Preston writes of doctors and nurses in the field putting their own lives on the line, of government bureaucrats and NGO administrators moving, often fitfully, to try to contain the outbreak, and of pharmaceutical companies racing to develop drugs to combat the virus. He also explores the charged ethical dilemma over who should and did receive the rare doses of an experimental treatment when they became available at the peak of the disaster.
Crisis in the Red Zone makes clear that the outbreak of 2013-2014 is a harbinger of further, more severe outbreaks, and of emerging viruses heretofore unimagined–in any country, on any continent. In our ever more interconnected world, with roads and towns cut deep into the jungles of equatorial Africa, viruses both familiar and undiscovered are being unleashed into more densely populated areas than ever before.
The more we discover about the virosphere, the more we realize its deadly potential. Crisis in the Red Zone is an exquisitely timely book, a stark warning of viral outbreaks to come.
Thoughts: How do I begin to explain my love for all things Ebola? Or even try to express my love for all bio-hazard books by Richard Preston? As soon as I knew he wrote a new book and specifically about the 2013-2014 Ebola outbreak I knew I had to read it. This was an outbreak that frustrated me, caused me many sleepless nights, and then terrified me as it made its way into the U.S. I thought I knew of the dangers this virus posed to all of us. This was about an outbreak that I followed, this was a story that I thought I knew so well but was wrong.
This is just as great if not better than The Hot Zone which is my favorite book of all time. When I first read The Hot Zone it felt like a fictional story or another world I was being privy to so when this came out I couldn’t wait to read it. Ebola is the scariest thing in the world to me so reading about it terrifies me.
I love the way that Richard Preston tells the story of the doctors and nurses who risked their lives to treat their own and their patients. He really gives us some insight into their stories and so many of the behind the scenes things we didnt know about. I just love how his writing makes me feel like I’m reading a fiction story and have to remind myself that this is real. These are real people and others lives.
I think one of the most amazing things to learn about was the politics behind the two Americans who got the treatment to save them. That’s a story I remember so well on the news and recall my feelings toward it and this made me rethink that whole situation.
This was one that once I finished I wanted to go back and listen to it over and over again. It’s one that even if I already listened to it I would read it in physical book format or e-book format. It’s one that I want all the reading experiences with.
I highly recommend this to those of you who enjoy non fiction or who enjoy a good thriller/horror book. There is nothing scarier than the things that are actually happening around the world and imagining what happens if they reach us.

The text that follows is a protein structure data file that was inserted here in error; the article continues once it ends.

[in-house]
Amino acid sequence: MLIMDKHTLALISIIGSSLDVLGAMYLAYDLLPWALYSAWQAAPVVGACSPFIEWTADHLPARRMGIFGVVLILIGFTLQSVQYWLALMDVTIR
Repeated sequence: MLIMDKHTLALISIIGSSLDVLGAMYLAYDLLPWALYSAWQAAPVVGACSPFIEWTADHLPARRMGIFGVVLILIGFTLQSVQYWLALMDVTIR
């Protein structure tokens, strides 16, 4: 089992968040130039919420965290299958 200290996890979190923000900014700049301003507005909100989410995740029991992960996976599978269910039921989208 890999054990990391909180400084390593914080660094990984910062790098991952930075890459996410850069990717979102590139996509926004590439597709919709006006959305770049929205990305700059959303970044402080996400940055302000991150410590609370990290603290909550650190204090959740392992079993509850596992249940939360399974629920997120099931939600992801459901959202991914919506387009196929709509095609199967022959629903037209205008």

You can find this book at Barnes and Noble or look for it at your local library.
Thank you to Hachette Books and Shelf Awareness for the advanced copy of the book in exchange for my review.
Summary: (Borrowed from Barnes and Noble) From the moment powerful men started falling to the #MeToo movement, the lamentations began: this is feminism gone too far, this is injustice, this is a witch hunt. In The Witches Are Coming, firebrand author of the New York Times bestselling memoir and now critically acclaimed Hulu TV series Shrill, Lindy West, turns that refrain on its head. You think this is a witch hunt? Fine. You’ve got one.
In a laugh-out-loud, incisive cultural critique, West extolls the world-changing magic of truth, urging readers to reckon with dark lies in the heart of the American mythos, and unpacking the complicated, and sometimes tragic, politics of not being a white man in the 21st century. She tracks the misogyny and propaganda hidden (or not so hidden) in the media she and her peers devoured growing up, a buffet of distortions, delusions, prejudice, and outright bullsh*t that has allowed white male mediocrity to maintain a death grip on American culture and politics–and that delivered us to this precarious, disorienting moment in history.
Thoughts: This book was one I was worried wouldnt keep my attention or that the humor would be something I couldn’t grasp. You see satire and irony are the two types of humor that can be hit or miss for me. I was pleasantly surprised though and really enjoyed this book. I found so many aspects of it relatable and because of that it had it’s funny moments.
I loved how each chapter was a different topic but they all tied together well. I really enjoyed how it wasnt just a humorous book but I learned something in each chapter. I was forced to stop and think about things that I thought I hadn’t formed an opinion about.
I loved that it was dark humor. I liked that some of these were not things people find funny. And how the most humorous things were that it was sarcastic. So much of it was funny because it’s TRUE.
I recommend this book to everyone because I think woman can find some solidarity in these essays and everyone else can learn some compassion.